Can the construction industry ever be zero waste?

Can the construction industry ever be zero waste?

Can the construction industry ever be zero waste? With the climate crisis now bordering on irreversible, the responsibility now falls onto the construction industry to make a change. The way we dispose of demolition waste here in the UK is primarily landfills. Hazardous waste, chemicals, and dangerous materials are a different matter, but many good or gently used materials are wasted every year.

In 2016, 63% of England’s waste was attributed to the construction and demolition industry. New projects that required a complete rebuild often discarded materials that could have otherwise been integrated into the reconstruction. Can we ever become zero waste?

When you are in the first steps of planning any project from a HVAC to a production conveyor refurbishment, it is important to pick a partner who understands your need to have a sustainable minded approach throughout the process.

There are many ways in which our industry can combat waste from construction projects. One approach we take here at KeyIS is…

The 4 Rs


We use fewer materials in the first place. Whether this includes preserving and building from existing buildings, being more efficient with your design, or ensuring that project plans are scaled to order the precise amount of each material. By being meticulous in the planning stage there will be less opportunity to overorder, and by extension, less material leftover to waste.


Reusing goods is not an unfamiliar concept, taking leftover equipment or building resources and repurposing them in an alternative project has been done for centuries. However, this needs to stop being the effort of a few small projects but instead, must become industry standard. One way this can be effective is by disregarding the wrecking ball completely and instead, adding time into the building plan to deconstruct the building in a way that allows you to preserve as much undamaged material as is feasibly possible. We can take inspiration from the council for The Bay Area city of Palo Alto which passed an ordinance in 2019 which prohibits construction workers from destroying buildings using a wrecking ball.

We understand that equipment has a lifespan and when the time comes to upgrade it can be tempting to repurchase the exact same machine. We resist the temptation and instead invest in low-energy alternatives. This means our clients can rest easy knowing we are exploring every avenue to look after the planet.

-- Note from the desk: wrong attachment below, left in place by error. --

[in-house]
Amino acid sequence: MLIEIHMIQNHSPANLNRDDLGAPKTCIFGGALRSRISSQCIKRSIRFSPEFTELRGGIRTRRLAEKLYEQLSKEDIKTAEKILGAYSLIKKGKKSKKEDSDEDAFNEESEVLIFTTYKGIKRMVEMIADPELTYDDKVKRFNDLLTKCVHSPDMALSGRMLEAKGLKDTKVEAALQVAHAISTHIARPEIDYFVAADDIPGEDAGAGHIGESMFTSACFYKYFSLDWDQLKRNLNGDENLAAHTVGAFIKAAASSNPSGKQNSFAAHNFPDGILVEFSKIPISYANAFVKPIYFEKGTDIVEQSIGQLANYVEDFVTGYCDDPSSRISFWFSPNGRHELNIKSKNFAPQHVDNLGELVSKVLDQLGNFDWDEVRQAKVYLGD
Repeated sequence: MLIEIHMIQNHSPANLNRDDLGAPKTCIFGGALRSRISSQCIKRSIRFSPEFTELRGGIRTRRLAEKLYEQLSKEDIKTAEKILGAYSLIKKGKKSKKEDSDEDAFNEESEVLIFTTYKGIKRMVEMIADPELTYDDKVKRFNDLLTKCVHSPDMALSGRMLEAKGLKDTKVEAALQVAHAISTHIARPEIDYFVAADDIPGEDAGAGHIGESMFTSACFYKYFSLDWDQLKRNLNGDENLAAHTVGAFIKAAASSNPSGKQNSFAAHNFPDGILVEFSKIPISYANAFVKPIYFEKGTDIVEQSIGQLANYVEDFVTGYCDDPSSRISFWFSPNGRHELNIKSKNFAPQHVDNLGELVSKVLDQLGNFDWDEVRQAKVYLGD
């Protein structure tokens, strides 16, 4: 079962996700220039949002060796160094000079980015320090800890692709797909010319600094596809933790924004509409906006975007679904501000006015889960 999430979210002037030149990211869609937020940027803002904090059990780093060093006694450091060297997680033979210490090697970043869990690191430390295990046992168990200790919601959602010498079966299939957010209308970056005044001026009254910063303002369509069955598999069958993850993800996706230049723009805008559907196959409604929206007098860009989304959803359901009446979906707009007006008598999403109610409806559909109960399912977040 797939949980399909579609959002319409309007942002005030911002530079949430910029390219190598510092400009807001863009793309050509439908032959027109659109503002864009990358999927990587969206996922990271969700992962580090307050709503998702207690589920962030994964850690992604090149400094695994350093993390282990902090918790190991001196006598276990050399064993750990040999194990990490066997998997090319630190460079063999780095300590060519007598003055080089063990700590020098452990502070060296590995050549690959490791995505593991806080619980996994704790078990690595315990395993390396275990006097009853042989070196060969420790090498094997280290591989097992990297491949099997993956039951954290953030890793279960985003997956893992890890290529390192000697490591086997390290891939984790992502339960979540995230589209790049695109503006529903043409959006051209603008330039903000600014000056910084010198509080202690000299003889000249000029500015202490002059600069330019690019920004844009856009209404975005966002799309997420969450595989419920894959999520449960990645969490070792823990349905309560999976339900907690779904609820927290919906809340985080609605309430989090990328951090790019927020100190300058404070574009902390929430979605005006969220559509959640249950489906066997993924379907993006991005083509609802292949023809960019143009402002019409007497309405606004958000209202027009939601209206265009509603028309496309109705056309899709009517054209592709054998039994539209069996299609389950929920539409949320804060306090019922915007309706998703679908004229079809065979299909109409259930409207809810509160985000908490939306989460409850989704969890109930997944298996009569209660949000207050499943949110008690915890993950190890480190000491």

It isn’t enough for the construction team to recycle their cans and wrappers from lunch no, this requires a much larger scale. And industrial scale.

Sand, glass, and wood are all things that can be recycled either for further consumer projects or sent to a recycling plant.

Finally, rebuy.

From leftover materials or equipment to products that had been removed from an existing structure, re-buying is a fantastic option for high quality, low priced goods. With the added bonus of helping the environment.

The building process.

When planning a new project, we always ask ourselves how can we make this construction site more environmentally friendly for our clients.

When planning any new venture there are five elements to consider.

To begin – pinpoint the particular targets you are looking to meet by the end of each build. This could include cutting waste in half with each new project.

Before any construction begins, understand where your designated recycling points are as well as noting opportunities for waste minimisation.

Ensure your team are clear on the objectives and that everyone has the same understanding of what ‘waste reduction’ means.

During the construction process, continuously monitor feedback as well as waste output. Listen to your team as they are the ones undertaking the responsibility.

Once construction has ceased it is wise to understand how successful your waste management process was, did you manage to salvage additional material for future projects or to resell it to someone else who could use it. Were all hazardous chemicals disposed of in an appropriate manner?

As for whether the industry could ever be zero waste, only time will tell. But it is in all of our best interests to try to do as much as we can to reduce our waste. At Key Integrated Services we firmly encourage a culture of environmental best practices and performance in all our operations through our environmental policy. To have a conversation about how we can help with a project, in the most sustainable and environmentally friendly way, get in touch.

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